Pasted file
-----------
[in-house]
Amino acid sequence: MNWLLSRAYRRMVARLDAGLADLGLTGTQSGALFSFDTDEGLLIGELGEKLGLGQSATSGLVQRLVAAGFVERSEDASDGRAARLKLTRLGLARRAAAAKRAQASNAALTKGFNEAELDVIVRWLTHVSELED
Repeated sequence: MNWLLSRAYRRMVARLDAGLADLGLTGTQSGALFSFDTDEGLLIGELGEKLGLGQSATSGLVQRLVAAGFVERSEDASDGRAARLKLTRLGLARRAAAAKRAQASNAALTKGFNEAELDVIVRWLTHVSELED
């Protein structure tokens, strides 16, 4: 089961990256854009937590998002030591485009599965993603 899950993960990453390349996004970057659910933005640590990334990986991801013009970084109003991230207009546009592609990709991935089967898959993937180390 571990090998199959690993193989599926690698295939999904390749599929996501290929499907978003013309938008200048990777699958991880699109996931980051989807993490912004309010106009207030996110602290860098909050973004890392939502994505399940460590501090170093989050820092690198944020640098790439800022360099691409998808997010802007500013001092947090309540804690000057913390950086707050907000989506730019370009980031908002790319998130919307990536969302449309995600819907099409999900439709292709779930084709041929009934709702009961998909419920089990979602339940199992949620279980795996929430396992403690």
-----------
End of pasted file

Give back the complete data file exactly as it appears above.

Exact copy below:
[in-house]
Amino acid sequence: MNWLLSRAYRRMVARLDAGLADLGLTGTQSGALFSFDTDEGLLIGELGEKLGLGQSATSGLVQRLVAAGFVERSEDASDGRAARLKLTRLGLARRAAAAKRAQASNAALTKGFNEAELDVIVRWLTHVSELED
Repeated sequence: MNWLLSRAYRRMVARLDAGLADLGLTGTQSGALFSFDTDEGLLIGELGEKLGLGQSATSGLVQRLVAAGFVERSEDASDGRAARLKLTRLGLARRAAAAKRAQASNAALTKGFNEAELDVIVRWLTHVSELED
């Protein structure tokens, strides 16, 4: 089961990256854009937590998002030591485009599965993603 899950993960990453390349996004970057659910933005640590990334990986991801013009970084109003991230207009546009592609990709991935089967898959993937180390 571990090998199959690993193989599926690698295939999904390749599929996501290929499907978003013309938008200048990777699958991880699109996931980051989807993490912004309010106009207030996110602290860098909050973004890392939502994505399940460590501090170093989050820092690198944020640098790439800022360099691409998808997010802007500013001092947090309540804690000057913390950086707050907000989506730019370009980031908002790319998130919307990536969302449309995600819907099409999900439709292709779930084709041929009934709702009961998909419920089990979602339940199992949620279980795996929430396992403690």